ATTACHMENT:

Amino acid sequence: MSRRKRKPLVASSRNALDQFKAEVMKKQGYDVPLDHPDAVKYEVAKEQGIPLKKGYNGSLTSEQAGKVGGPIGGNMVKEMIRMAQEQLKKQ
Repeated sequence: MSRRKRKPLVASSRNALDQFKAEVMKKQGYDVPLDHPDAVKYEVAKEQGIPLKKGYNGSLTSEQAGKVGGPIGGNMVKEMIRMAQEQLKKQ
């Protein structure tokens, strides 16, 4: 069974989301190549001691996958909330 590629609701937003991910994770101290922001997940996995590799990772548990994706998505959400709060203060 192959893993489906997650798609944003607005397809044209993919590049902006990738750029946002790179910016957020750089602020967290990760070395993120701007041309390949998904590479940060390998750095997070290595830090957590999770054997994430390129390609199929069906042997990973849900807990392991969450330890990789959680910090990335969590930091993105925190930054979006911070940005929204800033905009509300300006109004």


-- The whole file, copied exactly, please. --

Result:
Amino acid sequence: MSRRKRKPLVASSRNALDQFKAEVMKKQGYDVPLDHPDAVKYEVAKEQGIPLKKGYNGSLTSEQAGKVGGPIGGNMVKEMIRMAQEQLKKQ
Repeated sequence: MSRRKRKPLVASSRNALDQFKAEVMKKQGYDVPLDHPDAVKYEVAKEQGIPLKKGYNGSLTSEQAGKVGGPIGGNMVKEMIRMAQEQLKKQ
């Protein structure tokens, strides 16, 4: 069974989301190549001691996958909330 590629609701937003991910994770101290922001997940996995590799990772548990994706998505959400709060203060 192959893993489906997650798609944003607005397809044209993919590049902006990738750029946002790179910016957020750089602020967290990760070395993120701007041309390949998904590479940060390998750095997070290595830090957590999770054997994430390129390609199929069906042997990973849900807990392991969450330890990789959680910090990335969590930091993105925190930054979006911070940005929204800033905009509300300006109004």